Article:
A United Church of Christ pastor is heading to Iraq on Monday, June 5, part of a three-person faith delegation going to visit refugee camps to document empowerment work focused on helping women find a way to support themselves and their families.
The Rev. Talitha Arnold, Senior Minister of the United Church of Santa Fe, is journeying to the Kurdistan region of Iraq. She and two colleagues representing the Christian Church (Disciples of Christ) will visit the refugee camps around the city of Erbil, home to more than 200,000 people who have fled their villages and cities in other parts of Iraq.
"I accepted the invitation to go to Iraq because I got tired of being numb, of reading about the latest atrocities and then turning the page," Arnold said. "I think it's important for us, as people of faith, to see the human faces behind the headlines. Refugees are people just like the rest of us who once had homes, families, jobs, communities. We need to hear their stories."
The delegation plans to chronicle the work of women's empowerment programs that are focused on providing income and jobs for the most vulnerable refugees — women who have lost their husband, sons, brothers in the ongoing wars and therefore are without the means to provide for themselves or their children. The women's cooperatives produce candles, jewelry, and other items that are sold internationally. They also teach business administration and marketing skills.
The women's empowerment programs are sponsored in part by the "Week of Compassion," the ongoing international aid and development agency of the Disciples of Christ, the United Church of Christ's partner in Global Ministries.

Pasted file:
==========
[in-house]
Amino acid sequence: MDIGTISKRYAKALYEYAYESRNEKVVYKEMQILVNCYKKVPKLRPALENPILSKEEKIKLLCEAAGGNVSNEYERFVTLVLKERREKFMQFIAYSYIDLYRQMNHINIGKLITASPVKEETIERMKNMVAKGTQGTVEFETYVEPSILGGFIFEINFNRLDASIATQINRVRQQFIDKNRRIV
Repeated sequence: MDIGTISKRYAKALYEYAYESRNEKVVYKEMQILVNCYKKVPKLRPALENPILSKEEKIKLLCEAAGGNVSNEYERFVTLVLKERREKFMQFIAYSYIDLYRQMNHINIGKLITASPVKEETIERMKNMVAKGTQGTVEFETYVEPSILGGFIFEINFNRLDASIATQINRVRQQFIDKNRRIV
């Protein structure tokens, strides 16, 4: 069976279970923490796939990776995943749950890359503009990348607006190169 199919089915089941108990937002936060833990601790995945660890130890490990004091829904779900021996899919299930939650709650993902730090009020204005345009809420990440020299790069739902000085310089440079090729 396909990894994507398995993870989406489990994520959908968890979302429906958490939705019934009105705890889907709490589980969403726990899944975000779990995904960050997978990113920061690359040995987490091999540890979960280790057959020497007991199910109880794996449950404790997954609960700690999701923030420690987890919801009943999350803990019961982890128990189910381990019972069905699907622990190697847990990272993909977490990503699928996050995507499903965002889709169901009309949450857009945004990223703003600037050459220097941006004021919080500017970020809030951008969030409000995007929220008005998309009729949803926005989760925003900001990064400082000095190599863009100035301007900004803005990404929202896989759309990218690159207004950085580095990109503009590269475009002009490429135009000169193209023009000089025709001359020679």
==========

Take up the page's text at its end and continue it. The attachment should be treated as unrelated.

Current estimates put the number of "war widows" at 1.5 million people, over 10% of the women in Iraq. In the Kurdistan region alone, over 2 million people, most of them women and children, are internal refugees.
Rev. Arnold's commitment to refugee work dates to the early 1980's when she was a Associate Minister for a Connecticut UCC congregation and co-led a Cambodian refugee resettlement project that served as a pilot project throughout New England. Like the project in Iraq, Arnold also did documentary work in the Cambodian and Vietnamese refugee camps along the border in Thailand.
"A deeply personal reason for working with persons who are refugees from war — whether the Cambodians of forty years ago or Iraqis and others now — is rooted in my own family's history," Arnold said. "My father's 'battle fatigue' (as PTSD was called at the time) resulted in his committal to a V.A. hospital. My mother came back to Arizona to live with her mother, on what she thought was a temporary basis, with three children and the six suitcases the plane would allow. My father didn't make it back home. Three years later, while a patient at a V.A. hospital in California, he died as a result of suicide. Even though his death came 13 years after WWII ended, it was classified as 'war-related.' Therefore my mother was a 'war-widow' and my siblings and I came under the 'War Orphans Act.'"
"We were fortunate in that my grandmother could take us and provide us the basics — food, housing, and a chance for my mother to work and for us to go to school," she continued. "The things that any parent wants for their children, whether they are growing up in a grandparent's house or a refugee tent. That's why I'm going."
As the only woman in the delegation, she hopes her presence will be meaningful. "I am grateful for United's commitment to immigrants and refugees," she concluded, "and this is in line with those ongoing commitments."
The United Church of Santa Fe has been involved in immigration and refugee issues for its nearly four decades as a progressive Christian church in Santa Fe. The congregation raised funds and advocated for Salvadorans fleeing the war in their country in the 1980's and in the 1990s, raised funds and supplies for the refugees of Rwanda and Kosovo. Since the mid-1990's, church volunteers have worked in several Santa Fe public schools with large immigrant communities and is now considering becoming an official "Immigrant Welcoming Congregation" of the United Church of Christ.
I believe our faith calls us to see God in the 'least of these, our sisters and brothers,'" Arnold said. "If my going and then reporting back on the encounters with the Iraqi people can help others see them as our sisters and brothers as well, then the trip will be worth it."